Photography composition can be a tricky thing, especially in an eye-catching and frenetic environment like the Disney Parks. Many people know some vague basics about composition, like the Rule of Thirds, but it can be tough to apply any “rules” when actually running around the parks taking photos. With so much going on and such a rush to do other things (you know, those pesky “attractions” that your families always want to do while you’re trying to get down to important business and take photos!), it’s often easier to snap a photo of something nice-looking than slowing down and taking the time to worry about composition. After all, with a pretty subject like Cinderella Castle, does composition really matter?
Yes, yes it does. Composition is the bedrock of photography, and without solid composition, photos can lack that what it takes to be compelling to viewers. Photos certainly can still be pretty, and often pretty is enough, but pretty and visually compelling are two totally different things. A pretty photo is well, pretty, whereas a visually compelling photo grabs the viewer’s eye and speaks to them for some reason or another. Especially in the setting of the Disney Parks, it can be very difficult to distinguish the two, because virtually everywhere you turn, you will encounter something that is pretty.
In this sense, photographing Walt Disney World or Disneyland is a bit like shooting fish in a barrel. The environments are so beautiful that even a compositionally weak photo can look great. And frankly, there’s nothing wrong with these simple photos of pretty subjects. I do it all the time with Cinderella Castle, Spaceship Earth, and a multitude of other subjects, and I will be the first to admit that many of my photos of the parks are incredibly basic in terms of composition, and are instead just pretty. There’s not necessarily anything wrong with this, so if you look through your own Disney photos and see a lot of weak compositions, don’t feel bad. At all. With that said, I think the best photos are both pretty and visually compelling.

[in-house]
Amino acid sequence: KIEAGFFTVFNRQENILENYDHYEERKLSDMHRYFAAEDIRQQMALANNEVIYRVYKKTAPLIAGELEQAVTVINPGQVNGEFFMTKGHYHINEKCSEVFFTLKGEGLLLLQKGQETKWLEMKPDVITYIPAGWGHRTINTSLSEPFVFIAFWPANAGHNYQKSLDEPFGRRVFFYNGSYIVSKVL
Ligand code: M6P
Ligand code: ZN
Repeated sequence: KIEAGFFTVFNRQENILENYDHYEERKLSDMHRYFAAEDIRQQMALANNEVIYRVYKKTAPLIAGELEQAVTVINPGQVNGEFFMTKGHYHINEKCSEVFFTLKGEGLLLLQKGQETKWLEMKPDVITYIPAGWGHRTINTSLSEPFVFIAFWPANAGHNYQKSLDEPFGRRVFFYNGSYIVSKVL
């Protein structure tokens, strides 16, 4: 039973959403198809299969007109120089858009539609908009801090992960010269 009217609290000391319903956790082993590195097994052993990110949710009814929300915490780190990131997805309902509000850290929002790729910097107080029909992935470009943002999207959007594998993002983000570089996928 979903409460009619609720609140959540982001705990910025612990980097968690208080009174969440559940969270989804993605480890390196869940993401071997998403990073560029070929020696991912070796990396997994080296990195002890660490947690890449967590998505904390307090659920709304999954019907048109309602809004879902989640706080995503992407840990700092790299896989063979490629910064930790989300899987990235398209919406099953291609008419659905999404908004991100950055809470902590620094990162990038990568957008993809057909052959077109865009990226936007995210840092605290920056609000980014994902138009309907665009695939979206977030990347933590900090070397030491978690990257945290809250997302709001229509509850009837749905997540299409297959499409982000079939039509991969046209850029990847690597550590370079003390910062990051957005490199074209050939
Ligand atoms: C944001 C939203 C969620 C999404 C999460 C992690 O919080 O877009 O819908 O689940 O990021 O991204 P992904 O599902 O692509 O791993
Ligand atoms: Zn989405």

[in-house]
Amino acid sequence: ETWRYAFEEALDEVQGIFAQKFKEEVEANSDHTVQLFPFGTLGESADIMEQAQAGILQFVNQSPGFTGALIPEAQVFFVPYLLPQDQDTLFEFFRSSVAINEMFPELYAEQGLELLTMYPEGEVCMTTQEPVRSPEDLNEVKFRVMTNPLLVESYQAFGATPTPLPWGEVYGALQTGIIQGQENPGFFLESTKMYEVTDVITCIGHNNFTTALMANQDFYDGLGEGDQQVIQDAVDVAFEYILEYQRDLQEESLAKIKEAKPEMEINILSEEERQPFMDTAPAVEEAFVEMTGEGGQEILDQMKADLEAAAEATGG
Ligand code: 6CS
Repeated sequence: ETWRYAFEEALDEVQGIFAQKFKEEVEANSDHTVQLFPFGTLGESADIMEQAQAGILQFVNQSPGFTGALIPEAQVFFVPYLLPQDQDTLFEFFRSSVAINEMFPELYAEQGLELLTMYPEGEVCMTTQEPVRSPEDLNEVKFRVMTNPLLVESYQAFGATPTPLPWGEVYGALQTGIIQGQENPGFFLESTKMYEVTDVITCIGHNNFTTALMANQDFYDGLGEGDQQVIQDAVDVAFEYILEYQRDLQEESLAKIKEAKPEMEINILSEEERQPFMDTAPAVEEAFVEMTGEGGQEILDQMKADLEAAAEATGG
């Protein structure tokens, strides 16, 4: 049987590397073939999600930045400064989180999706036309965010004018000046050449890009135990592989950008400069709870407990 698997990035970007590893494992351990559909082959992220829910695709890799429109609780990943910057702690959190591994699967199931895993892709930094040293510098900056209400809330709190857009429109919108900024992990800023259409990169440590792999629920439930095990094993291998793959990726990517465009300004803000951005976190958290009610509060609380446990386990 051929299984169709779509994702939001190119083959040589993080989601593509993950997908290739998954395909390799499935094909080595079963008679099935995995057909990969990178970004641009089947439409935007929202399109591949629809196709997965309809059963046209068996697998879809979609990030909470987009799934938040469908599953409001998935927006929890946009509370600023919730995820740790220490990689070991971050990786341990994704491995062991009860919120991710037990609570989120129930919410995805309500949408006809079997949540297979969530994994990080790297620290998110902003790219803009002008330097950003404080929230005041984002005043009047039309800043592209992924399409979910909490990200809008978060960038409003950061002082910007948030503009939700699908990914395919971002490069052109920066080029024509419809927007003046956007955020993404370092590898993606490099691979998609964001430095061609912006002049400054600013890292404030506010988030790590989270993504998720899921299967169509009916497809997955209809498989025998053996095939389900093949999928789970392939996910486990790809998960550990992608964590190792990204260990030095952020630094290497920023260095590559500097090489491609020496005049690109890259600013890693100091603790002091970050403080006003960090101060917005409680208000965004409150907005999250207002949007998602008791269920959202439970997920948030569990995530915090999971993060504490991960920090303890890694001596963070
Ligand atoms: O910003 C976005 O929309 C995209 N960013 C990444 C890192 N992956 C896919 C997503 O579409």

If you’re already confused, that’s okay. Composition is one of those topics that’s incredibly difficult to fully master, and it can be very tough to learn. In fact, some people say that you can’t learn composition. It’s more a naturally intuitive thing, and either you have an eye for it or you do not. While I think this is true to a degree in that some people have a natural eye for what makes a compelling photo without really ever thinking about it, I do not believe that others cannot train their eyes to pick up on compelling composition in scenes. To me, it’s sort of like baseball: there are those individuals who naturally have a sweet swing, but there are also those who spend thousands of hours in the batting cage tweaking their swing and doing everything they can to set themselves up for success.